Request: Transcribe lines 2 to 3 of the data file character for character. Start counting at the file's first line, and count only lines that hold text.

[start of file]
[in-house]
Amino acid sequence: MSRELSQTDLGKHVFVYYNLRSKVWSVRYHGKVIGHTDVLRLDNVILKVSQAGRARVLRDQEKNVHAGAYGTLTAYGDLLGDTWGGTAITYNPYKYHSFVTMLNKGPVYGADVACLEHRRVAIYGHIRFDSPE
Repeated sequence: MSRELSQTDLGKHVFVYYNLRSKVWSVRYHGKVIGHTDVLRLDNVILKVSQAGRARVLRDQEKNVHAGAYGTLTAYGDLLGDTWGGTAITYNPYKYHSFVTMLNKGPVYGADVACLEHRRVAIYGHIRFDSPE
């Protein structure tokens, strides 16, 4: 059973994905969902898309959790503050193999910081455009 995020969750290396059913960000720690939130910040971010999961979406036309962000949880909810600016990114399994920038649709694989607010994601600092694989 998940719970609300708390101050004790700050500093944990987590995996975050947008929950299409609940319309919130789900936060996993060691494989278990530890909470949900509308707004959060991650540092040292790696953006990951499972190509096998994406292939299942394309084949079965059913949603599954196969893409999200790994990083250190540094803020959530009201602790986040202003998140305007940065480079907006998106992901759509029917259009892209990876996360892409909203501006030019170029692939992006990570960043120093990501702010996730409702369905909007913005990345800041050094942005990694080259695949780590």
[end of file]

Amino acid sequence: MSRELSQTDLGKHVFVYYNLRSKVWSVRYHGKVIGHTDVLRLDNVILKVSQAGRARVLRDQEKNVHAGAYGTLTAYGDLLGDTWGGTAITYNPYKYHSFVTMLNKGPVYGADVACLEHRRVAIYGHIRFDSPE
Repeated sequence: MSRELSQTDLGKHVFVYYNLRSKVWSVRYHGKVIGHTDVLRLDNVILKVSQAGRARVLRDQEKNVHAGAYGTLTAYGDLLGDTWGGTAITYNPYKYHSFVTMLNKGPVYGADVACLEHRRVAIYGHIRFDSPE